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The Silk Road was a valuable counterbalance to government intrusion

Silk Road 2.0 is already set to launch.

New Statesman
Photograph: Getty Images

Last week Ross William Ulbricht, aka Dread Pirate Roberts, was arrested for violation of US narcotics law. Ulbricht is founder of Silk Road a website dubbed "eBay for drugs". Silk Road, now closed, was accessible via Tor, a server system originally designed by the US Navy, that protects anonymity of the user "by bouncing your communications around a distributed network of relays run by volunteers all around the world".

The Tor download page also states its purpose to "defend against traffic analysis, a form of network surveillance that threatens personal freedom and privacy, confidential business activities and relationships, and state security". It lists its users as families, journalists and state bodies all concerned about privacy and seeking unscrutinised web access.

Such libertarianism has, as you would expect, encouraged a market. Websites such as Silk Road have championed their statelessness on the "dark web" and made a market for substances and services that would be illegal and largely unavailable on the street. Drug varieties were catalogued and suppliers reviewed much like eBay. Dealers were anonymous and money was often held by an intermediary to ensure reputable and fair transactions. The currency was Bitcoins.

Ulbricht is alleged to have hired a hitman, via Silk Road, to take out a former employee who was attempting to blackmail him. Ulbricht himself is a physics graduate who champions liberty of the individual created by unrestricted markets and an absence of imposing and violent masters.

His LinkedIn account reveals: "I want to use economic theory as a means to abolish the use of coercion and aggression amongst mankind… I am creating an economic simulation to give people a first-hand experience of what it would be like to live in a world without the systemic use of force."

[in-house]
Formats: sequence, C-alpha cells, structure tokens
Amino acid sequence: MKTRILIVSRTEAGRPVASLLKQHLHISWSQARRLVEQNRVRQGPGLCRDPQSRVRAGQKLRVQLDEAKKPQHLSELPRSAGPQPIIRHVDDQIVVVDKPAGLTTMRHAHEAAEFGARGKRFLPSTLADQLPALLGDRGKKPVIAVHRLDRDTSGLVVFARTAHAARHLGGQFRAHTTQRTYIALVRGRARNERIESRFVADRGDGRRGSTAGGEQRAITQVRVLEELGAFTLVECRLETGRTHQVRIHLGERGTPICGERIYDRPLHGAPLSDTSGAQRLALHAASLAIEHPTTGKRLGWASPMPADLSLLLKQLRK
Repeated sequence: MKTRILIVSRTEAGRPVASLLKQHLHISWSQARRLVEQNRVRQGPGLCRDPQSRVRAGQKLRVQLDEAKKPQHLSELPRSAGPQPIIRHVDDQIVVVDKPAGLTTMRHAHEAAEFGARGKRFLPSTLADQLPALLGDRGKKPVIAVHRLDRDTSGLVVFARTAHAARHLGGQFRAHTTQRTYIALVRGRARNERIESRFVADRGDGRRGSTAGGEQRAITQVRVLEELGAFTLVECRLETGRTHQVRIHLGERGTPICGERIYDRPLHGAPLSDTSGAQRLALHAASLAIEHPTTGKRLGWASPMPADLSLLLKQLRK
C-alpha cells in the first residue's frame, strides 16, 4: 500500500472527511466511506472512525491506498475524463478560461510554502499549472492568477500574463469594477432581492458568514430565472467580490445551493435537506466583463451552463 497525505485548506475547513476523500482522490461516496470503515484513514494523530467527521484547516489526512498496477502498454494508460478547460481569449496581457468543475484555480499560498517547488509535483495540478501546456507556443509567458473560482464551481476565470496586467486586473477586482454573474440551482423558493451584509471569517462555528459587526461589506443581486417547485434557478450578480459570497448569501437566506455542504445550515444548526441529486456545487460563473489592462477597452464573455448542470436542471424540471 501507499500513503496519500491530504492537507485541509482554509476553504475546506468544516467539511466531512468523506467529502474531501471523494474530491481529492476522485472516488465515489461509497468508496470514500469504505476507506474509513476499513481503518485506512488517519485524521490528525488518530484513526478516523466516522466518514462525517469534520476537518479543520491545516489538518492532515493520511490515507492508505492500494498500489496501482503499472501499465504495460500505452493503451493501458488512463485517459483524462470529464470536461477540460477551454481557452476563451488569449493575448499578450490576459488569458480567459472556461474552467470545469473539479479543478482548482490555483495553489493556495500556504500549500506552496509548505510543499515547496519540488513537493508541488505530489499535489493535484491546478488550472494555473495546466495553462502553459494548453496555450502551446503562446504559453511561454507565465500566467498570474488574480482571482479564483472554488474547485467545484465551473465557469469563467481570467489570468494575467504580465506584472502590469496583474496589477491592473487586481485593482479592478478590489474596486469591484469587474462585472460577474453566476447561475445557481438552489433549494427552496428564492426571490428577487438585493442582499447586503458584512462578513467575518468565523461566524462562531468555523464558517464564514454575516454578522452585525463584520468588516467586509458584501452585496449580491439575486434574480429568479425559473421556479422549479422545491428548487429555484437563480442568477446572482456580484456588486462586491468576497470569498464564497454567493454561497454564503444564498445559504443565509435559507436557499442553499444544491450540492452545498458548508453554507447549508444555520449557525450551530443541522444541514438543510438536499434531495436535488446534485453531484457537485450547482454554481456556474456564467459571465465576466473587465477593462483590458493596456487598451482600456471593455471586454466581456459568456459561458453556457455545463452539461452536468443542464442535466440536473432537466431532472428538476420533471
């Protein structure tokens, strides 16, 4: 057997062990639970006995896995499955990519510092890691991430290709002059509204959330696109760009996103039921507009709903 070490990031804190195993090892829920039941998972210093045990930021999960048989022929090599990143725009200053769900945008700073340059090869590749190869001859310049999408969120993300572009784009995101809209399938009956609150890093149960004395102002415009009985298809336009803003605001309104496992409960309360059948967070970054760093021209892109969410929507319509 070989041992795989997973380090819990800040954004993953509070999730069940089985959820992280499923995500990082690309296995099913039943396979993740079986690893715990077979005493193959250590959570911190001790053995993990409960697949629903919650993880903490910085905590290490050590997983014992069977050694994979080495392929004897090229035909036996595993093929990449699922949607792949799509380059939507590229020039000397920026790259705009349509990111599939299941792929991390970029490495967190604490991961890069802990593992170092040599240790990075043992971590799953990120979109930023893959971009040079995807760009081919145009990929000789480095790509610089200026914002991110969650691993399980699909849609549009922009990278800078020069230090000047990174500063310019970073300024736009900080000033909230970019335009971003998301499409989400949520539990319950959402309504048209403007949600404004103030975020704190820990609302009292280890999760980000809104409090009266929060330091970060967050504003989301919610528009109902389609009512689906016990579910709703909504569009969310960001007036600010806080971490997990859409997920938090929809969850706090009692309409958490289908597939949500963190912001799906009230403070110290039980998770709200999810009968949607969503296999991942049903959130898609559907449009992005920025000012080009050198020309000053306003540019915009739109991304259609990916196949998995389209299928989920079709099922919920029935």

The power of free markets to improve the world remains at the centre of the Western liberal project. It is rightly seen as the vehicle to lift developing economies and bring about harmony and common interest in a diverse world. The role of states and governments in this process will be a subject of constant debate. The internet, as shown by the Arab Spring, has gone a long way to complementing processes typical of free markets. However with the advent of Wikileaks, cyber warfare, 3D printing and Bitcoins governments have a mandate to monitor and protect.

But Silk Road has its guardians too. It was credited by its creators and users as mitigating gangs and cartels, providing quality and going someway to breaking dependency cycles (by breaking people’s relationships with dealers on the street) – all objectives the unsuccessful state waged War on Drugs has put a premium on.

Those with the hard power couched in law courts, the Pentagon and GCHQ tread the razor’s edge of freedom. Real security stems from mutual interests (often embodied by healthy markets), not arbitrary censorship that makes enemies by miscomprehension.

Two key points will illuminate the road ahead: Following the closure of a website selling illegal drugs, Bitcoin fell 8.6 per cent, wiping approximately $130 million of its value, and Silk Road 2.0 is already set to launch.

Read more by Alex Matchett

This piece first appeared in Spear's Magazine